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Houselessness: What Are We Doing To Help?

Many believe that houselessness is only on the rise because of the Pandemic, but in reality, more than 550,000 people have suffered from houselessness in 2019, as opposed to the 15,000 people in 2018, according to the Joint Center For Housing Studies of Harvard University.

There has been a substantial increase in fighting against houselessness. However, instead of actively trying to find a way to house the unfortunate, hostile architecture or protective architecture has been used to keep the houseless off of public places.

“Hostile architecture, sometimes called defensive architecture, is a method of urban design that generally discourages the use of spaces in any other way than the intention of the owner,” According to Rick Esner, an author for The Current.

America isn’t the only country to blame for these hostile builds. Canada, China, England, Japan, France, and many other countries have decided to build hostile architecture to limit the number of houseless people sleeping in public.

Hostile Architecture hasn’t been proven to stop houselessness, but it has been effective at stopping houseless people from sleeping on benches. Now, they are sleeping on the sides of roads, alleyways, sidewalks, and parks.

“It’s garbage,” said Tyler Baez, a former student at Palomar College. “Homeless people have just migrated to different public places in San Diego.”

With houselessness skyrocketing up to 60% this year, experts are predicting the number to increase because of the rising rent prices and the lack of job offerings willing to take a houseless person.

Thankfully, San Diego has decided to move forward with helping the houseless find suitable housing. Mayor Todd Gloria said his team is now focusing on finding sites to build temporary housing, according to Voice of San Diego.

New York City, one of the most affected cities in America by houselessness, has effectively found other ways to help them instead of putting down more hostile architecture, calling it “Housing First”.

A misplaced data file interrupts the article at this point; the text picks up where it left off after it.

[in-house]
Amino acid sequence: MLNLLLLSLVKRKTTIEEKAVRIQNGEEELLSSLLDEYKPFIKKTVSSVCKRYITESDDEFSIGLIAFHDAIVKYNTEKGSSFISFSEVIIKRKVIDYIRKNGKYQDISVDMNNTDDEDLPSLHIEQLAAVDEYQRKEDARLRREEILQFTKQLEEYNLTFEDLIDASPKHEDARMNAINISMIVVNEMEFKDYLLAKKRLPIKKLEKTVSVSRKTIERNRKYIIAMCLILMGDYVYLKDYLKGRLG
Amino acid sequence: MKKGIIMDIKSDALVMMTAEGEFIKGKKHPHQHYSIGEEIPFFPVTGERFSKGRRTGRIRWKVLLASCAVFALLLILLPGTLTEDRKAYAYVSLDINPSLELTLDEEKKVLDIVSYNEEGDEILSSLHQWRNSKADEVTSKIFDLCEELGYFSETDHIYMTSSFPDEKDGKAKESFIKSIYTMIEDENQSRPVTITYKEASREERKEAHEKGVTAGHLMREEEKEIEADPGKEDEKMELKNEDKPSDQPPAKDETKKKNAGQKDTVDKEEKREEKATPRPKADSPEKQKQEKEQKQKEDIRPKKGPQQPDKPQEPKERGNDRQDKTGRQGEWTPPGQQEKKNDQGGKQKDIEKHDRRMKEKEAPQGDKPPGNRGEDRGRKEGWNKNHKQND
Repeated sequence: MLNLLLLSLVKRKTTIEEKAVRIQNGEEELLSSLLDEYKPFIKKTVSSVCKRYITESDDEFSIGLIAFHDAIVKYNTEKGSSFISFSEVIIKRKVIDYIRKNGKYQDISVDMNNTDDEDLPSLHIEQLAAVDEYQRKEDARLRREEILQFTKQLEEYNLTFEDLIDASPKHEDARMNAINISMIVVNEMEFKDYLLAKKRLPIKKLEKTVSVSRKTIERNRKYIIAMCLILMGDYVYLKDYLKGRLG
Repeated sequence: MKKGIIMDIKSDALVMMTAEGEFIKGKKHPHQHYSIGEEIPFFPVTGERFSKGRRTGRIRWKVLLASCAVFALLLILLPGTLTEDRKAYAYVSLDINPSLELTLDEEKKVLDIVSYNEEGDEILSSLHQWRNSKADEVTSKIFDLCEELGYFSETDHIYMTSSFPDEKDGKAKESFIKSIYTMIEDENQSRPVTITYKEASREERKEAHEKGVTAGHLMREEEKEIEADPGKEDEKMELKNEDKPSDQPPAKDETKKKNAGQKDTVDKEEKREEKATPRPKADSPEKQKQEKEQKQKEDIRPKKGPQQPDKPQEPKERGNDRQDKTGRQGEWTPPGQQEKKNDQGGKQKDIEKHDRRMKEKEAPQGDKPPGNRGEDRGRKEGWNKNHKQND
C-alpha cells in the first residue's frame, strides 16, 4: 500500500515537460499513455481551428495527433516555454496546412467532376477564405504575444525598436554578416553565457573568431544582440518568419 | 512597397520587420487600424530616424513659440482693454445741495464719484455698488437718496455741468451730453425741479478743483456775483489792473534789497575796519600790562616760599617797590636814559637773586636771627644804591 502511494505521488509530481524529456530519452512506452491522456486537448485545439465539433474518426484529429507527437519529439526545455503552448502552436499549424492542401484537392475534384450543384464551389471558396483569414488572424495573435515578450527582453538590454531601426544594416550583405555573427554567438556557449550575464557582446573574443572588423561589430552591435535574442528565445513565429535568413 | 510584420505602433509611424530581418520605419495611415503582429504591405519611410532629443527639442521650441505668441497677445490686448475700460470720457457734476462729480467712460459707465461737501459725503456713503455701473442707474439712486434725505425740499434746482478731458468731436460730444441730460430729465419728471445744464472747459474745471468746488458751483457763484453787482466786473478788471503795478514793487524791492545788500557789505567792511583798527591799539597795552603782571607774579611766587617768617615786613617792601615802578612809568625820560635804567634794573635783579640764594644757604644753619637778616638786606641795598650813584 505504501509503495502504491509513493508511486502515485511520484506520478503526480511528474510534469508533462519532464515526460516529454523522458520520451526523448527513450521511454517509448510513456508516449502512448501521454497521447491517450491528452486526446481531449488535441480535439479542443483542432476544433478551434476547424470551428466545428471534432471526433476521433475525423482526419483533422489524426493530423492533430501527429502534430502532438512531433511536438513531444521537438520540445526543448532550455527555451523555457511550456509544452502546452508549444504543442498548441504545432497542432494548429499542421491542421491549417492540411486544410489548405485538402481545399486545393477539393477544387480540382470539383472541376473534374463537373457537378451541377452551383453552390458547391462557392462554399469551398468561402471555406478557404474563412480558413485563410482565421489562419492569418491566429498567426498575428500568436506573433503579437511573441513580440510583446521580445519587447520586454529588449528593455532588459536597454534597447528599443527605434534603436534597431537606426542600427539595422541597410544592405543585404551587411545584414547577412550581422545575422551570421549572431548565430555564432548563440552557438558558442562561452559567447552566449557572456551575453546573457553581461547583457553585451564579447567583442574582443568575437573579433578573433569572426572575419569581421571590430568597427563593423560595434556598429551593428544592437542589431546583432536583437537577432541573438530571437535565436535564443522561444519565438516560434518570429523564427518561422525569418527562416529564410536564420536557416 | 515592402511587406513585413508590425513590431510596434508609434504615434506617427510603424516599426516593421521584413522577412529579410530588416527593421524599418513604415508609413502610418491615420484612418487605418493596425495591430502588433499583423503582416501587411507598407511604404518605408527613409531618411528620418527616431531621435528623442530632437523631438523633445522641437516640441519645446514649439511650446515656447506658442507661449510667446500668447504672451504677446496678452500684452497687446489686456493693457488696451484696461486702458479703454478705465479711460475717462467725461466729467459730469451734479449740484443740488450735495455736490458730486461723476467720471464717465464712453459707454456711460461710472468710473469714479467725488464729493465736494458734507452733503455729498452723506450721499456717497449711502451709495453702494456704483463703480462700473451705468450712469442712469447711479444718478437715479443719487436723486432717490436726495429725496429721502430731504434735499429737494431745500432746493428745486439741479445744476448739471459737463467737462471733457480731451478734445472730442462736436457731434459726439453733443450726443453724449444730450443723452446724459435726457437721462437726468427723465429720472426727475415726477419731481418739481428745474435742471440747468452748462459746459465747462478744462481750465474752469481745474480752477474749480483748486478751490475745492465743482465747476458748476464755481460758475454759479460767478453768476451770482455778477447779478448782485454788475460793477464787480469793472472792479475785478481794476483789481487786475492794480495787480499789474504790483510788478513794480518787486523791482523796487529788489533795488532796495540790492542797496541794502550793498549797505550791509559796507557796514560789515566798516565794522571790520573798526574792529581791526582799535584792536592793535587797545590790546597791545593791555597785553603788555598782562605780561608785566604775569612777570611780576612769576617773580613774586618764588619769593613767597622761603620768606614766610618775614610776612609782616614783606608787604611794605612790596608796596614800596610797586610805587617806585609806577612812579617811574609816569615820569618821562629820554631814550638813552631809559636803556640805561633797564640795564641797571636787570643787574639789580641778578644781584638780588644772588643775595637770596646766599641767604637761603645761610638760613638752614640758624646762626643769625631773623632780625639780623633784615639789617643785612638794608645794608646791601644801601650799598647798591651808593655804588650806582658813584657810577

“The “housing first” approach involves moving long-term street homeless individuals — the majority of whom are living with mental illness, substance abuse disorders, and other serious health problems — directly into subsidized housing and then linking them to support services, either on-site or in the community,” According to Coalition for The Homeless.

Temporary housing is an excellent solution to stopping the spread of houselessness around the world. It gives the people a chance to care for themselves (and their families) to properly look for and acquire a job faster than if they were living on the streets.

It is no doubt that a majority of the houseless population are drug abusers, with drug overdose deaths spiking in the homeless range and up to 85 percent in San Diego in 2021. With temporary housing, houseless individuals can go to rehab to better their lives.

Rent relief (Federal Housing assistance) and Permanent Supportive Housing have also been proven effective. Rent relief has helped families and individuals during the pandemic pay their bills and Permanent Supportive Housing has helped long-term homeless people live cost-effectively.

If you or other students are battling houselessness and other issues, Palomar College has many resources available. Visit their Student Resource page for help.

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